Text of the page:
Based on the core curriculum of our doctoral program in clinical social work, the Sanville Certificate in the Integration of Theory and Practice is designed to help practitioners innovate in diverse communities.
In year one of the two-year program, you will explore the latest advances in the areas of attachment, neurobiology, relational theories, and methods of treatment. In year two the focus is on psychodynamic theories and methods of treatment, including ego psychology, Jungian theory, object relations theory, and self psychology.
Learning takes place in scholarly and supportive case-focused seminars, integrating theory with case material brought to the seminar by group members. Cultural factors are continually interwoven in discussions of theory and its applicability to particular patients or clients.
- A two-year program for mental health professionals who are interested in deepening their clinical work and expanding their ability to link intuitive interventions to a theoretical base.
- Perfect for clinicians who wish to consolidate their continuing education by way of a cohesive curriculum.
- 60 continuing education credits per year.
Course of Study
Based on the core curriculum of our long-standing and highly successful doctoral program in clinical social work
Year One: Attachment, Neurobiology, and Relational Theories and Methods of Treatment.
Year Two: Fundamental Psychodynamic Theories and Methods of Treatment.
Learning takes place in scholarly and supportive case-focused seminars, integrating theory with case material brought to the seminar by group members. Cultural factors are continually interwoven in discussions of theory development and its applicability to particular patients or clients. The two-year sequence rotates to permit the admission of new students each fall of the two-year cycle.
Judith R. Schore, MSW, PhD, is the colloquium leader in the South and the northern colloquium leader will be selected from among the core faculty.
Dr. Schore is a member of the Core Faculty of The Sanville Institute with many years of teaching the integration of psychodynamic theory and practice. She has extensive teaching backgrounds in attachment theory and research and contemporary psychoanalytic theories as well as traditional psychoanalytic Drive Theory, Ego Psychology, Object Relations Theory, and Self Psychology. She has published and presented throughout the United States and internationally. (See more on faculty background and publications on our Faculty and Alumni pages.) Qualified analysts and scholars on the faculty, who serve in the professional academic community, will participate in the seminars as consultants and guest lecturers on topics related to their specific areas of knowledge and expertise.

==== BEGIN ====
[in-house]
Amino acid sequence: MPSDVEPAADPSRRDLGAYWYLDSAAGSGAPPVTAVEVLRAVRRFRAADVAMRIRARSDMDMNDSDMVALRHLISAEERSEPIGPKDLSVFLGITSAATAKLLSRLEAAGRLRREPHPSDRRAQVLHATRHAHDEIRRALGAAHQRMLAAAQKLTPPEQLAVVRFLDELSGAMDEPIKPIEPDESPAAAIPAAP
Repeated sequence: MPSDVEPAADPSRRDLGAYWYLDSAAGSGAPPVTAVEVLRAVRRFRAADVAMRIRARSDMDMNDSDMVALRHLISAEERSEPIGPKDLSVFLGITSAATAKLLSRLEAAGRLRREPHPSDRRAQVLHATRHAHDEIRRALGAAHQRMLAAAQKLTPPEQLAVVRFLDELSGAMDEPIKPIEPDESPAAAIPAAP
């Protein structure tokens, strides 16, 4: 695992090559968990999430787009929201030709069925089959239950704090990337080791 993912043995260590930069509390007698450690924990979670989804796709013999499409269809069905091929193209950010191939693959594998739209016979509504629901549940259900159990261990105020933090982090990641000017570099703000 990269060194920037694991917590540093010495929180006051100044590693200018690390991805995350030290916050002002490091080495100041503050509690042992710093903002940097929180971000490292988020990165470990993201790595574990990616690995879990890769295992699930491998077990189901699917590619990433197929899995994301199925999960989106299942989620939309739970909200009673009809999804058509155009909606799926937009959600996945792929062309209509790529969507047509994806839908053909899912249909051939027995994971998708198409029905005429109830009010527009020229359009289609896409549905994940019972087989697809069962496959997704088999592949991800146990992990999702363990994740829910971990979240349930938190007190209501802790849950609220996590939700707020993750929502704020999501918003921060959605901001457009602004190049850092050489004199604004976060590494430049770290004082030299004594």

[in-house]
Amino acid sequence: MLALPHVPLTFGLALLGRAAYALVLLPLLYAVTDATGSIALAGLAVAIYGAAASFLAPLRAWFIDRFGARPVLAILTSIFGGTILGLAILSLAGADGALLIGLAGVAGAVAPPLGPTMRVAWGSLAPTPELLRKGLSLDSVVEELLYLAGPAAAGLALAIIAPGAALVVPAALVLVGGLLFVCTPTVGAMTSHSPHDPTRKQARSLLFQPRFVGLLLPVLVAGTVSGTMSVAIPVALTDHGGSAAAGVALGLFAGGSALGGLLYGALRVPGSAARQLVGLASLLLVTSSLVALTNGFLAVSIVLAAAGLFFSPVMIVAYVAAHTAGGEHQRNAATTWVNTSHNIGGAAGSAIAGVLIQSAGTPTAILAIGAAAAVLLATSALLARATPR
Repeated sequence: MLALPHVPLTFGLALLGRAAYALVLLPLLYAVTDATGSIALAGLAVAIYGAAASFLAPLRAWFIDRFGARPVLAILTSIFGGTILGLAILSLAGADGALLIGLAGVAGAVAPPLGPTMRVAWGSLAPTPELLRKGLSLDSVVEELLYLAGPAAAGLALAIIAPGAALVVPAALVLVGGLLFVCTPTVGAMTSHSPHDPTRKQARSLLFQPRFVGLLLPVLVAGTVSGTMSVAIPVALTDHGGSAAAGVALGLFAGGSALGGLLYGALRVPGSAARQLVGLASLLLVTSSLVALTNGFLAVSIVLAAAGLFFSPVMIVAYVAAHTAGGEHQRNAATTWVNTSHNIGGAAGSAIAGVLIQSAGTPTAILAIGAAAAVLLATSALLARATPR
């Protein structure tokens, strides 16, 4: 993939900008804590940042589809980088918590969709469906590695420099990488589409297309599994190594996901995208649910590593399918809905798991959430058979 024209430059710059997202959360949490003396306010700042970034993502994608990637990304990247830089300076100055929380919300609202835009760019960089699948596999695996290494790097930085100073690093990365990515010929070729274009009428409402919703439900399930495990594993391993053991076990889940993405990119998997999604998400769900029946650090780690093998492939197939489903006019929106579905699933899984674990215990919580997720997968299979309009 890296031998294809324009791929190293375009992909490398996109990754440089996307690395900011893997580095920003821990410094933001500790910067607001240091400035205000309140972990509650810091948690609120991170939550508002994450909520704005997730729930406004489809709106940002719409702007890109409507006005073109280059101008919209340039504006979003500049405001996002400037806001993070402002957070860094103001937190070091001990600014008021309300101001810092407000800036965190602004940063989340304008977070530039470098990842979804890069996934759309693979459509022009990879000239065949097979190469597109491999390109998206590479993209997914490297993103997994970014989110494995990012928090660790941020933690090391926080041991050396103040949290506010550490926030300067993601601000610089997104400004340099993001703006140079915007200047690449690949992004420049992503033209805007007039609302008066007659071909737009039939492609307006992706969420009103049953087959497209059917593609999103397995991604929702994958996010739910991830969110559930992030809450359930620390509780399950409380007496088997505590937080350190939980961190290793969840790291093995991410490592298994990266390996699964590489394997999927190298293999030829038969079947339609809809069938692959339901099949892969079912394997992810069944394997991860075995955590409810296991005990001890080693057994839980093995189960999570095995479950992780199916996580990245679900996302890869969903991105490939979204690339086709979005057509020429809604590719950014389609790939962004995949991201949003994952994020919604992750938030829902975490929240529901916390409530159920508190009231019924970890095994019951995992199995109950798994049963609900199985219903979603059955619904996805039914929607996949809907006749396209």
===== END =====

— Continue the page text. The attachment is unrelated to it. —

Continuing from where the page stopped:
Admission is open to qualified mental health professionals who have a master’s degree and are licensed or license-eligible. Click here to download an application, and mail completed application with $50 non-refundable application fee to the Institute by August 2017.
There is a $50 application fee for this program. Please send it in with your completed application.
Yearly tuition for the Certificate Program is $4000 ($133.33 per quarter) includes 60 hours of CE credits, attendance at the seminar and free tuition at one Sanville state-wide convocation North (Fall and Spring) or South (Winter), providing an additional 6 hours of CEs.
Students who wish to attend and audit the Seminars in the Certificate Program will be admitted each quarter on a space-available basis. Tuition is the same, but no application process is necessary and no written assignments need be completed. Should a non-matriculated student apply to the doctoral program or the certificate program at a subsequent time, credit will be awarded on an individual basis depending on work completed and pending assessment by the faculty (certificate program) or the education committee (doctoral program).
Advanced Standing in PhD Program
Certificate graduates who elect to apply and are granted admission to the doctoral program receive some credit toward the PhD requirements. See link for further information CP to PhD credits .
Attendance: The Certificate requires two years of participation in a seminar that normally meets five times per quarter in four-hour blocks at approximately three-week intervals. Typical meeting times in the past have been:
Northern California (Berkeley): Five Fridays or Saturdays by group consensus, meetings per quarter, 9:30 am to 1:30 pm.
Southern California(Northridge): Fridays as above or Saturday-Sundays by group consensus.
Certificate students will complete reading and writing assignments and contribute to seminar discussions by presenting case examples (individual, group, organizational, or supervisory) from their agency or private practice settings. Written assignments (one short case-based paper each trimester) will include the integration of theory and practice and socio-cultural influences and impacts on the therapeutic process.
Supervision: There is no supervision requirement for completion of the certificate. However, participation in the intense case-focused discussions within the Colloquium meetings is a requirement.
Clinical theory and practice
- Understands and is conversant in a broad range of clinical theories
- Masters two or more clinical theories and applies them to first-hand clinical situations
Socio-cultural context and cultural sensitivity
- Considers, and integrates the relative socio-cultural context within which the practitioner, the client, and the theory exist
- Thinks critically about theory, including its explanatory and ameliorative aspects, strengths, weaknesses and blind spots
- Develops and applies a discerning ethical attitude while grounded in basic professional standards